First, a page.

2017 ORS 307.140¹
Property of religious organizations

Upon compliance with ORS 307.162 (Claiming exemption), the following property owned or being purchased by religious organizations shall be exempt from taxation:

(1) All houses of public worship and other additional buildings and property used solely for administration, education, literary, benevolent, charitable, entertainment and recreational purposes by religious organizations, the lots on which they are situated, and the pews, slips and furniture therein. However, any part of any house of public worship or other additional buildings or property which is kept or used as a store or shop or for any purpose other than those stated in this section shall be assessed and taxed the same as other taxable property.

(2) Parking lots used for parking or any other use as long as that parking or other use is permitted without charge for no fewer than 355 days during the tax year.

(3) Land and the buildings thereon held or used solely for cemetery or crematory purposes, including any buildings solely used to store machinery or equipment used exclusively for maintenance of such lands. [Amended by 1955 c.258 §1; 1959 c.207 §2; 1973 c.397 §1; 1974 c.52 §2; 1987 c.756 §3; 1993 c.655 §5]

Notes of Decisions

A farm owned by a church, from which the profits flowed to the benefit of the church’s charity, was not exempt from prop­erty taxa­tion. Parkhurst v. Dept. of Rev., 4 OTR 586 (1971); Corpora­tion of Presiding Bishop v. Dept. of Rev., 6 OTR 268 (1975), aff’d 276 Or 775, 556 P2d 685 (1976)

Property used for church purposes other than con­ducting worship services must qualify under exemp­tion granted for charitable use prop­erty rather than as exempt place of worship. Archdiocese of Portland v. Dept. of Rev., 5 OTR 111 (1972), aff’d266 Or 419, 513 P2d 1137 (1973)

The tax-exempt hospital did not qualify for prop­erty tax exemp­tion for prop­erty it leased to the county health depart­ment. Albany Gen. Hosp. v. Dept. of Rev., 6 OTR 446 (1976), aff’d 277 Or 727, 561 P2d 1029 (1977)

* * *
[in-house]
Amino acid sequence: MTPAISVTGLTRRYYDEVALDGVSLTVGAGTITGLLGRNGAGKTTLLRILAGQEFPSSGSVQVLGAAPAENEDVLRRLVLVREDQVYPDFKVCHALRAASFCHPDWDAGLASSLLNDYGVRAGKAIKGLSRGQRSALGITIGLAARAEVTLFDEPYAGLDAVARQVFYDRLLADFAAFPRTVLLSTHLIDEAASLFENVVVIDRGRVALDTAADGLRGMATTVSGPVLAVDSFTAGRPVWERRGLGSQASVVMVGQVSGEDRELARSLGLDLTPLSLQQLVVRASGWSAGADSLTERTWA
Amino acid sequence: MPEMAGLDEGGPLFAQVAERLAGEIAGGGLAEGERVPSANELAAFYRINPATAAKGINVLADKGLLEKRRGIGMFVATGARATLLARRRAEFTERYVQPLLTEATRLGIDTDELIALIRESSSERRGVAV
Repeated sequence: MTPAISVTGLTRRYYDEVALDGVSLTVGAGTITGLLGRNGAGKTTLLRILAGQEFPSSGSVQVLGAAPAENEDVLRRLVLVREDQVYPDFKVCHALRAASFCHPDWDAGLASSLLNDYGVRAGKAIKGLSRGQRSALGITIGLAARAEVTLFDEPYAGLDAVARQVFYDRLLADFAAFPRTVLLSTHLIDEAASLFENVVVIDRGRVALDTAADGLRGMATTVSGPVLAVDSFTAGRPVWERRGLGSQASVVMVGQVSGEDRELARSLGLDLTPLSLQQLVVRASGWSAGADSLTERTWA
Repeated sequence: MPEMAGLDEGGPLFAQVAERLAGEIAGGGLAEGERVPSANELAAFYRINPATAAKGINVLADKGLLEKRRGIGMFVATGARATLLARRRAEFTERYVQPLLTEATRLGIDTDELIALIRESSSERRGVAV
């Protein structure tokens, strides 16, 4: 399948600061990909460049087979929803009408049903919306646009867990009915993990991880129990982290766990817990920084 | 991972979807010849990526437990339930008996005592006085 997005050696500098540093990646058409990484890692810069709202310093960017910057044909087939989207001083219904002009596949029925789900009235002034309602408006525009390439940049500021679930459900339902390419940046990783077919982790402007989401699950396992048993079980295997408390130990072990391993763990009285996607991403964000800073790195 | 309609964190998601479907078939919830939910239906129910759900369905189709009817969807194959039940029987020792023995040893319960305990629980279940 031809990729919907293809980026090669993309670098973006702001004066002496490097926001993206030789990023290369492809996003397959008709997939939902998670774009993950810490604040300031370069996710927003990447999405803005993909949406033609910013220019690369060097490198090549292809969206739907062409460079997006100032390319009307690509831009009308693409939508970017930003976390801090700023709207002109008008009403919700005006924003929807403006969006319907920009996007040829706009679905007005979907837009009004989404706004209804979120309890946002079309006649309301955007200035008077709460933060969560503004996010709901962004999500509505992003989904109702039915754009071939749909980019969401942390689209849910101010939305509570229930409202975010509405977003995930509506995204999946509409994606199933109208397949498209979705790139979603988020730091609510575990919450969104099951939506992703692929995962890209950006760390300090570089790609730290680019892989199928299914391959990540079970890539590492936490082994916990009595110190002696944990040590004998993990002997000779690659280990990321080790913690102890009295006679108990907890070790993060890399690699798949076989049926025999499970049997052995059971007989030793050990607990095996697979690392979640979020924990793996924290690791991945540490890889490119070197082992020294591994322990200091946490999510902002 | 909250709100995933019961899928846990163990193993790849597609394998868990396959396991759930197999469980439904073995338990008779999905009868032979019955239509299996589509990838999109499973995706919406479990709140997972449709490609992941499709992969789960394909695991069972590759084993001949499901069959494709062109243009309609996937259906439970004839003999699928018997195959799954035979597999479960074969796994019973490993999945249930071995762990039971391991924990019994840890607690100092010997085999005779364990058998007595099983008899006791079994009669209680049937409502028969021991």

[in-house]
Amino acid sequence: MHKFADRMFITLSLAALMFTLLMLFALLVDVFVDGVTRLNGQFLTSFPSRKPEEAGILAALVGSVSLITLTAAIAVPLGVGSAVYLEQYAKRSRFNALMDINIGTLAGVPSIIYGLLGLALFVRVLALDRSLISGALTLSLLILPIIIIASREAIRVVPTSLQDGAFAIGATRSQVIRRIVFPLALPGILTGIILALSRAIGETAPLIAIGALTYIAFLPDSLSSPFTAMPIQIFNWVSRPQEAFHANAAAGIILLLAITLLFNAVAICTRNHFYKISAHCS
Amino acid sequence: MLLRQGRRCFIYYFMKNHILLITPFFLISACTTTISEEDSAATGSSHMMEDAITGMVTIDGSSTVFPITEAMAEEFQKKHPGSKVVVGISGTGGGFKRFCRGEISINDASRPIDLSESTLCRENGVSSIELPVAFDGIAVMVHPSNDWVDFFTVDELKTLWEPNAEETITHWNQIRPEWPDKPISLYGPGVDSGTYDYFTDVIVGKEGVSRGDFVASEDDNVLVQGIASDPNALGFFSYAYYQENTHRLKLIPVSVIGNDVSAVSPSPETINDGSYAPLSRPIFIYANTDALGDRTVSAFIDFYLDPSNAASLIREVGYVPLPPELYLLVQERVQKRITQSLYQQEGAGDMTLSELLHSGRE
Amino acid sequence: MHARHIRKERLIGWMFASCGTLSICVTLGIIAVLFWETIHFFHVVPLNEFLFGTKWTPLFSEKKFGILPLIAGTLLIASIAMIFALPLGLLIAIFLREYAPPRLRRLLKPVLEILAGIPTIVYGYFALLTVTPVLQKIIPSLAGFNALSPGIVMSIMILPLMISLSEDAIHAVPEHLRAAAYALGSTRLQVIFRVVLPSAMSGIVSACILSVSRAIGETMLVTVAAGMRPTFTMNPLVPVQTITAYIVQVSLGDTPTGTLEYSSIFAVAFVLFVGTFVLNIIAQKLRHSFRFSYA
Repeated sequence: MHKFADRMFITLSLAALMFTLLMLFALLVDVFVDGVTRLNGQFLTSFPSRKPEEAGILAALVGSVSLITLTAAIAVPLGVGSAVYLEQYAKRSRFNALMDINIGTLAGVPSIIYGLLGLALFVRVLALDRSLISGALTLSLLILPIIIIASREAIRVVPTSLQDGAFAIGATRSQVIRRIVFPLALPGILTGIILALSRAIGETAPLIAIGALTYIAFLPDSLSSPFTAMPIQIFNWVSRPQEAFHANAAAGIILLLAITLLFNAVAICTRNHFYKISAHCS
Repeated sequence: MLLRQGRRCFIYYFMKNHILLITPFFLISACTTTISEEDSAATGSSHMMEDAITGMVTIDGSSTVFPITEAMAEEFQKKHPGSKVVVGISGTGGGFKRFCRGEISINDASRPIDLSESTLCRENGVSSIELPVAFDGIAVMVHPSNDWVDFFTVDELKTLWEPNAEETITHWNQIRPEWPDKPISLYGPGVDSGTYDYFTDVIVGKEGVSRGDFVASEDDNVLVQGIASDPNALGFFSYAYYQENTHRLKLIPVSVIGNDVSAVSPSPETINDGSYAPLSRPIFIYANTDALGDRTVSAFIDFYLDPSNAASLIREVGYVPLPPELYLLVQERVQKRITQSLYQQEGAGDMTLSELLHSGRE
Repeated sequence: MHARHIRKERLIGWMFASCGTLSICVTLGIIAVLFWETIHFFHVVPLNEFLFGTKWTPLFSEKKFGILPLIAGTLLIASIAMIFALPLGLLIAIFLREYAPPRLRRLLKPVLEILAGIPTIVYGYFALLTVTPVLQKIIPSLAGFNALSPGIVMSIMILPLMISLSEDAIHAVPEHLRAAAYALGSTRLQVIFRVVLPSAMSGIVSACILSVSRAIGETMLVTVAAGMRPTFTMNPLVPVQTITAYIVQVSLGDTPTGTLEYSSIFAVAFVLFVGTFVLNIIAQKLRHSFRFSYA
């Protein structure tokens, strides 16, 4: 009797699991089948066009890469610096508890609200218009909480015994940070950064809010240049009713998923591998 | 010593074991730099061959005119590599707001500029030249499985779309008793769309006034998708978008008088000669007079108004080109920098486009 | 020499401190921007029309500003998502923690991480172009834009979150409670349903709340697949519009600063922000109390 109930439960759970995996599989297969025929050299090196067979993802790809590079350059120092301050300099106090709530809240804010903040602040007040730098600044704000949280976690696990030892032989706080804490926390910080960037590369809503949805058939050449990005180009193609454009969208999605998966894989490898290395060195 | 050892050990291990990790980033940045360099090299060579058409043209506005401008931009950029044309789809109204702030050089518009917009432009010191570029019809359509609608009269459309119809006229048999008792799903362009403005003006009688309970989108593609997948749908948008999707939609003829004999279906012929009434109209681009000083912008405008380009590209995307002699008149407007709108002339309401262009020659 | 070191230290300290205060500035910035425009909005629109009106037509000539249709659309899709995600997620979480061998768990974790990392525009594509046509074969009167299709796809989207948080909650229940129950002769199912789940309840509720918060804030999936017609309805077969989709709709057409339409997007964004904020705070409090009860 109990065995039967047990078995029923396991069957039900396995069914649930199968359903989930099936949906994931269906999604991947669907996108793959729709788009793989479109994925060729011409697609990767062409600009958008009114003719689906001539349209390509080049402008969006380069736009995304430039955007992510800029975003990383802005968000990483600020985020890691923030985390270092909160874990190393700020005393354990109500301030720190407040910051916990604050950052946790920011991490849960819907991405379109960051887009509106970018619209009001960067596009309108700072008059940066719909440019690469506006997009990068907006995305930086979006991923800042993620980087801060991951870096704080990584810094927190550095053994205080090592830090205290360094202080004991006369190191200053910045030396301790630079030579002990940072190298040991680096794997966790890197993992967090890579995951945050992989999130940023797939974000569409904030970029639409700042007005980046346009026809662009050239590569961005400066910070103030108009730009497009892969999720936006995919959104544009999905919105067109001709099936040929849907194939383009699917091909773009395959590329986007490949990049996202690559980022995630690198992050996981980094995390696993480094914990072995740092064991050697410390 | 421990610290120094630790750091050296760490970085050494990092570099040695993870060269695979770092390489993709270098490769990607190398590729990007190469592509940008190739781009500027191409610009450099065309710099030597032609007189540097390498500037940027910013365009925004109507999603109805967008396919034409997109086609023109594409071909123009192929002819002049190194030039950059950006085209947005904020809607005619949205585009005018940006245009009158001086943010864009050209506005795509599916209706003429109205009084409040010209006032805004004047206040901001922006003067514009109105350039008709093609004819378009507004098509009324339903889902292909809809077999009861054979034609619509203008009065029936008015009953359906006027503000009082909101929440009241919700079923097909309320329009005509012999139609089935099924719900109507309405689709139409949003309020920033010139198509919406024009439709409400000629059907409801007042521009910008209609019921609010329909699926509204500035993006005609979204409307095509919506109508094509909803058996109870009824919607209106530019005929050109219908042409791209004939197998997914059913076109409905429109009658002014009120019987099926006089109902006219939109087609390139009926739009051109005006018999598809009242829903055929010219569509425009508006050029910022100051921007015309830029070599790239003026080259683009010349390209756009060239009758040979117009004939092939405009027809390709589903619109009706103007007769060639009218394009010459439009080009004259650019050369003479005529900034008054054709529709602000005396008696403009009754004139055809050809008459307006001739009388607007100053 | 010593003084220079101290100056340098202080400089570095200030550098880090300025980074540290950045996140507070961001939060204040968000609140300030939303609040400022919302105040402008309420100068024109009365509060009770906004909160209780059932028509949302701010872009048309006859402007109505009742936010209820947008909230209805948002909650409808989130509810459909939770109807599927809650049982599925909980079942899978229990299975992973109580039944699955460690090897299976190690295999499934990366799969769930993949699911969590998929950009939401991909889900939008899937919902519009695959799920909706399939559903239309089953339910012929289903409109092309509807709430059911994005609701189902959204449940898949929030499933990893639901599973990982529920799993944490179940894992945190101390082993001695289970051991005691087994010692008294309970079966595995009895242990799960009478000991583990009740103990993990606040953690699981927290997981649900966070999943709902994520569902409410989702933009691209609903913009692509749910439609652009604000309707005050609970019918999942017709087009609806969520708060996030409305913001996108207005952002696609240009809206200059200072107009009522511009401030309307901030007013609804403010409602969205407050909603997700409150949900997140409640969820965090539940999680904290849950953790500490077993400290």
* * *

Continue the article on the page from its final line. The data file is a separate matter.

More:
Where full use of prop­erty by religious organiza­tion was prevented solely by delay of planning com­mis­sion in approving condi­tional use permit, partial use of prop­erty, involving pos­ses­sion and presence of per­sonal prop­erty and maintenance work, was sufficient to qualify for religious exemp­tion under this sec­tion. Reorganized Church LDS v. Dept. of Rev., 6 OTR 510 (1976)

Although evidence was insufficient to show that use of parsonage was such as to exempt it from prop­erty taxes, low-rent apart­ments provided to needy and older members of congrega­tion were entitled to exemp­tion to extent they were actually rented to those in need. German Apostolic Christian Church v. Dept. of Rev., 279 Or 637, 569 P2d 596 (1977)

Building owned by incorporated religious organiza­tion housing members of organiza­tion, who lived communally by dictates of their religion, was exempt from real prop­erty taxa­tion under this sec­tion. House of Good Shepherd v. Depart­ment of Revenue, 300 Or 340, 710 P2d 778 (1985)

Where evidence did not demonstrate which por­tion of entire parcel was devoted to exempt activities, no partial exemp­tion could be allowed. Golden Writ of God v. Dept. of Rev., 300 Or 479, 713 P2d 605 (1986)